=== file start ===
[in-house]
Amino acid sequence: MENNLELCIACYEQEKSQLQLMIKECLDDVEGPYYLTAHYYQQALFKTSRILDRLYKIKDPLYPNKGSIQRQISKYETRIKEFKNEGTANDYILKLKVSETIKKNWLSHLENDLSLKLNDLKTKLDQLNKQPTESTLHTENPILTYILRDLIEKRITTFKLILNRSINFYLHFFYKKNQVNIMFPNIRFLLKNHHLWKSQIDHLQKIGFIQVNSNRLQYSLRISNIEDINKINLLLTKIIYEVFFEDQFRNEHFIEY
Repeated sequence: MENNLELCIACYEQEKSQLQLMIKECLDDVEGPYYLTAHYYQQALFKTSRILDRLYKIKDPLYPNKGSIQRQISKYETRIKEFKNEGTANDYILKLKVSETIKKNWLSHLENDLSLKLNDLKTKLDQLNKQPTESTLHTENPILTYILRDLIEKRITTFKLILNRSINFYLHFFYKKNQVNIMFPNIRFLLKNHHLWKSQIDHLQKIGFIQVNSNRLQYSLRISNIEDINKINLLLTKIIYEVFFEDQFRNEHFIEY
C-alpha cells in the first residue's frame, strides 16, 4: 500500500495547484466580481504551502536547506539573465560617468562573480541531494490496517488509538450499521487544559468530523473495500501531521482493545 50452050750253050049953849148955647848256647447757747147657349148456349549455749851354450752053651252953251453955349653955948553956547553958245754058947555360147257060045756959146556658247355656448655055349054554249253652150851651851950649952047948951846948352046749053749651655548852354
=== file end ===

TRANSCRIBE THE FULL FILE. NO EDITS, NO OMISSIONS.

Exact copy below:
[in-house]
Amino acid sequence: MENNLELCIACYEQEKSQLQLMIKECLDDVEGPYYLTAHYYQQALFKTSRILDRLYKIKDPLYPNKGSIQRQISKYETRIKEFKNEGTANDYILKLKVSETIKKNWLSHLENDLSLKLNDLKTKLDQLNKQPTESTLHTENPILTYILRDLIEKRITTFKLILNRSINFYLHFFYKKNQVNIMFPNIRFLLKNHHLWKSQIDHLQKIGFIQVNSNRLQYSLRISNIEDINKINLLLTKIIYEVFFEDQFRNEHFIEY
Repeated sequence: MENNLELCIACYEQEKSQLQLMIKECLDDVEGPYYLTAHYYQQALFKTSRILDRLYKIKDPLYPNKGSIQRQISKYETRIKEFKNEGTANDYILKLKVSETIKKNWLSHLENDLSLKLNDLKTKLDQLNKQPTESTLHTENPILTYILRDLIEKRITTFKLILNRSINFYLHFFYKKNQVNIMFPNIRFLLKNHHLWKSQIDHLQKIGFIQVNSNRLQYSLRISNIEDINKINLLLTKIIYEVFFEDQFRNEHFIEY
C-alpha cells in the first residue's frame, strides 16, 4: 500500500495547484466580481504551502536547506539573465560617468562573480541531494490496517488509538450499521487544559468530523473495500501531521482493545 50452050750253050049953849148955647848256647447757747147657349148456349549455749851354450752053651252953251453955349653955948553956547553958245754058947555360147257060045756959146556658247355656448655055349054554249253652150851651851950649952047948951846948352046749053749651655548852354